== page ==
< Earlier Kibitzing · PAGE 6 OF 6 ·
|Mar-17-16|| ||Atking: <Ulhumbrus: One idea is 33 Qxf7 Rg8+ 34 Qg7+ Rxg7 35 fxg7+ Kg8 36 Bd1 blockading the d2 pawn> clever.|
|Mar-17-16|| ||Ulhumbrus: <BOSTER: Kh2. Maybe is the best.> This may be a brilliant idea. On 33 Kh2 Bxf3 34 Qxf7 the bishop covers no longer the h7 pawn and on 33 Kh2 Rg8 White's queen is available for 34 Qxe4. This suggests that 33 Qxf7 does make a concession: it relinquishes the white queen's attack on the bishop|
|Mar-17-16|| ||boz: Fascinating position.|
|Mar-17-16|| ||WannaBe: Gotta love these uneven position in a game of chess.|
|Mar-17-16|| ||mike1: Qc7 keeps it up|
|Mar-17-16|| ||scormus: Just got in and looked in. Yes, fscinating position, amazing tricky for so little wood left on the board|
|Mar-17-16|| ||caifan461: The plan with g5 was wrong|
|Mar-17-16|| ||ossipossi: Pleeease, this is far too bad(I should have said on 30th move), but now is sad to see WQ vanish.|
|Mar-17-16|| ||cow: white looks in deep trouble to me|
|Mar-17-16|| ||chancho: Drawn.|
|Mar-17-16|| ||cow: or not apparently|
|Mar-17-16|| ||plang: Very nice game|
|Mar-17-16|| ||Penguincw: Caruana-Karjakin, 1/2-1/2 in 36 moves.
Looking at the remaining 2 games, Aronian-Nakamura looks most interesting.
|Mar-17-16|| ||boz: Thrilling draw.|
|Mar-17-16|| ||Willber G: It was. Very accurate play by both players at the end.|
|Mar-17-16|| ||Pedro Fernandez: The more horrifying game ever played by Caruana. 30.g5?? C'mon!|
|Mar-17-16|| ||AylerKupp: <moronovich>, <JustAFish> Yes, I like the chess24.com site. GM Jose Cuenca is very excitable and that might not be everyone's cup of tea, but he's honest. At one point during this game he simply said "I have no idea what's going on" or words to that effect. And GM Anna Rudolf can be a little bit grating.|
But the site does not require that you provide any personal information (email, etc.), can be used with a browser that does not require that either (I use Firefox), and it provides superficial analysis at ridiculously low ply of the top 3 lines given by Stockfish 6 (trust at your own risk). Try it and see what you think: https://chess24.com/en/watch/live-t....
|Mar-17-16|| ||morfishine: <Pedro Fernandez> Hello my dear friend, perhaps "most horrifying game" is a bit strong, this was a barn-burner for sure|
|Mar-17-16|| ||HeMateMe: < (it's a penis envy thing with them, Ruben Fine would have a field day.)>|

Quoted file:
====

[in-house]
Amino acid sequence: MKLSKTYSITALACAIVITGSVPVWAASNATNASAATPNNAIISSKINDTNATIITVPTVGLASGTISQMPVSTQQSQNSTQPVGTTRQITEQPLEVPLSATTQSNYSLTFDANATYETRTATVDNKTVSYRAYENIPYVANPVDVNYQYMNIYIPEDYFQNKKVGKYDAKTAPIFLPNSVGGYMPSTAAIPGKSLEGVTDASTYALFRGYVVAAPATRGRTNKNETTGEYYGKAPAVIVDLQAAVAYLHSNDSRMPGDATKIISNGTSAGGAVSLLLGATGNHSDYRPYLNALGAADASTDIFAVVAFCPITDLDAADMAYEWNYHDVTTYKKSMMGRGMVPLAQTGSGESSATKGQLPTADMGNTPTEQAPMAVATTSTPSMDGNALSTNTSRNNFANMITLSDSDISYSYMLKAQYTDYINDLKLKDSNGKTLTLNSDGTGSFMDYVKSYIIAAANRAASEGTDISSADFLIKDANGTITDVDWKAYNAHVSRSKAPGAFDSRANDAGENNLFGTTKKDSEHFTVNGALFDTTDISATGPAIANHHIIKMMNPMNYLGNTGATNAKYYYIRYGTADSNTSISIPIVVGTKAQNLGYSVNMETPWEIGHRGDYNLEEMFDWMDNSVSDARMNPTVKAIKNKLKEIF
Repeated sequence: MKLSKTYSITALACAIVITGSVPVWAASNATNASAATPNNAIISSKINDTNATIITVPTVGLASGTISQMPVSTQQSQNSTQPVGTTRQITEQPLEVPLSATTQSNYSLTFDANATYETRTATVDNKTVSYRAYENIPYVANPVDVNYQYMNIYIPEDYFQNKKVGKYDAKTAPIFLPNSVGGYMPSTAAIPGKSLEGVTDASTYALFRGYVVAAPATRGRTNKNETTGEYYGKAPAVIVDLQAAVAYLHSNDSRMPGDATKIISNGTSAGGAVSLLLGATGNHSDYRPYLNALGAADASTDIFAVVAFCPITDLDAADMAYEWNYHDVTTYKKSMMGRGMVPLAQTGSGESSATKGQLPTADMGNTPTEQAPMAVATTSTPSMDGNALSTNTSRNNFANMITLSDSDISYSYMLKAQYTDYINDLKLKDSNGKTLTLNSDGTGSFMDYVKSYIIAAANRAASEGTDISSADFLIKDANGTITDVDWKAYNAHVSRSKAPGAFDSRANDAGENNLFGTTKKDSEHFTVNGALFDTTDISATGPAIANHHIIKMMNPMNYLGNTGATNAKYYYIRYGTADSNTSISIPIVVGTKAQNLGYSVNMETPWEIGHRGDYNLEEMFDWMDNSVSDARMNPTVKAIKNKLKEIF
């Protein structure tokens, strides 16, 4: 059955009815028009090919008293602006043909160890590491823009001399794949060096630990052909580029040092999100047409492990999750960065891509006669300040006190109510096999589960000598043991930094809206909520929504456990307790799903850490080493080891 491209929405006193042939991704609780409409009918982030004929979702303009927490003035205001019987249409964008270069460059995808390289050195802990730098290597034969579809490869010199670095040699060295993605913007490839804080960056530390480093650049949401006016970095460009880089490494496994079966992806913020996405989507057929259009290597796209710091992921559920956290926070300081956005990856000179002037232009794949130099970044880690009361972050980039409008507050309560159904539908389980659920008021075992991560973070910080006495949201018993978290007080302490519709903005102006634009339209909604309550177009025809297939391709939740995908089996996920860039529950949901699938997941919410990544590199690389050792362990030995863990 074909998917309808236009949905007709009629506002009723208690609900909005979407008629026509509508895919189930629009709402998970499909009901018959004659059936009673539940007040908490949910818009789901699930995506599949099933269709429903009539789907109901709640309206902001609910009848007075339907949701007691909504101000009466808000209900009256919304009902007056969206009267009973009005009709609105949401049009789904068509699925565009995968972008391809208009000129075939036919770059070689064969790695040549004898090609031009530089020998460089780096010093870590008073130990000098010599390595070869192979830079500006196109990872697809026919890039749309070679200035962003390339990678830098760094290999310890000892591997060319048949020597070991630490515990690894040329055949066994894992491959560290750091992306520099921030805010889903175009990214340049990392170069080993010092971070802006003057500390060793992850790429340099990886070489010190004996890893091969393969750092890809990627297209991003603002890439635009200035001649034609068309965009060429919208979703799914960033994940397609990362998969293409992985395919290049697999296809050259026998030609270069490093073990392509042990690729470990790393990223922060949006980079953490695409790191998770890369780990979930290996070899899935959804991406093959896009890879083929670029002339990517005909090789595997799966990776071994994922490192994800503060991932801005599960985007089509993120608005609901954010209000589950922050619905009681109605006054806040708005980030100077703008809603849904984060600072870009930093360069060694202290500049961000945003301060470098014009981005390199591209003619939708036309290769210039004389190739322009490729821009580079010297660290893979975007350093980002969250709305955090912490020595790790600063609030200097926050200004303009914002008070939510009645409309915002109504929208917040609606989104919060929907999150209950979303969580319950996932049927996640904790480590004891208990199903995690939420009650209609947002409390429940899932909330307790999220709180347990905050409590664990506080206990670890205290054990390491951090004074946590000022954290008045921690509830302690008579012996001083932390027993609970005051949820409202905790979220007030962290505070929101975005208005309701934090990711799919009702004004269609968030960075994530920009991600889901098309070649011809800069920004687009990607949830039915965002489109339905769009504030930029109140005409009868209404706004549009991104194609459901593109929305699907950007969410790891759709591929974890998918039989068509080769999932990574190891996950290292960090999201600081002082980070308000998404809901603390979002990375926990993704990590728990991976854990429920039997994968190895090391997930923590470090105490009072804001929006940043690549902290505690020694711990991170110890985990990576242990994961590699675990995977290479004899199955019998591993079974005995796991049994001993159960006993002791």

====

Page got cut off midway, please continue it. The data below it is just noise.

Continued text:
Was he in the adult film business?
|Mar-18-16|| ||activechess55: a. Was 26.Bf6 necessary from Caruana. With pawns on same wing, it looks very difficult win anyway. But couldn't he try better with bishop pair still intact.
b. Karyakin's knight sacrifice, thereafter, looks impressive idea.
|Mar-29-16|| ||Troller: Obviously the second game in the tournament between these two runs away with the attention, but for me this is one of the most remarkable games of the Candidates.|
Caruana comes heavily armed with prep against Karjakin's pet QID and puts Black into unknown territory, gaining a lot of time meanwhile. Instead of continuing "fluid" play where many options are possible (and Caruana may know some tricks along the way), Karjakin decides that he needs to go for forcing lines into a position he believes he can play. As it happens, this possibility involves queen sacrifice and very deep calculation; it is clear that Black puts his hopes on a fortress-like position, where he was even prepared to give away some pawns in exchange for stabilizing.
White manages to maintain uncomfortable pressure through the complications and wrecks the Black pawn structure on the kingside. He continues with 28.Qc3, threatening the deadly 29.g5, and at this point Black takes another risky decision. I think he was always prepared to part with the d-pawn as well, and now there was the chance to force further exchanges.
30.g5 has been much criticized, mainly because the SF engine on Chessbomb gives it a red colour, indicating a blunder. But it is clear that White considered the natural alternatives (30.Bf3 is the move most people would play in blitz) and that he decided the resulting position was a fortress. If Caruana had played into such a line, made 15 or so more moves and conceded the draw, most likely he would have been criticized for <not> playing 30.g5, as this at least offered practical chances. I think 30.g5 is a well-considered winning attempt and as such it demands a lot of respect.
As it happens, Black finds the correct defence; suddenly the position is a clearly drawn equal endgame and it is over. But what a battle this was!
|May-07-16|| ||thegadfly: 28...d4 is such an amazing move. I wonder how far he saw? All this after saccing the queen too. Great game.|
|Aug-26-16|| ||Alexandro: What a fantastic draw!|
|Feb-24-19|| ||rcs784: I'm not an expert by any means, but I'm curious why White can't try to win a pawn with 27. Bxd5 Rxd5 28. Qxc4. Does White get checkmated somehow by Black's rooks and bishop from weakening the light squares around his king too much?|
|Feb-24-19|| ||beatgiant: <rcs784>
After 27. Bxd5 Rxd5 28. Qxc4 Re1+ 29. Kh2 Rd2, you're right that Black can harass White's kingside, but I don't see White getting checkmated. It looks drawish to me.
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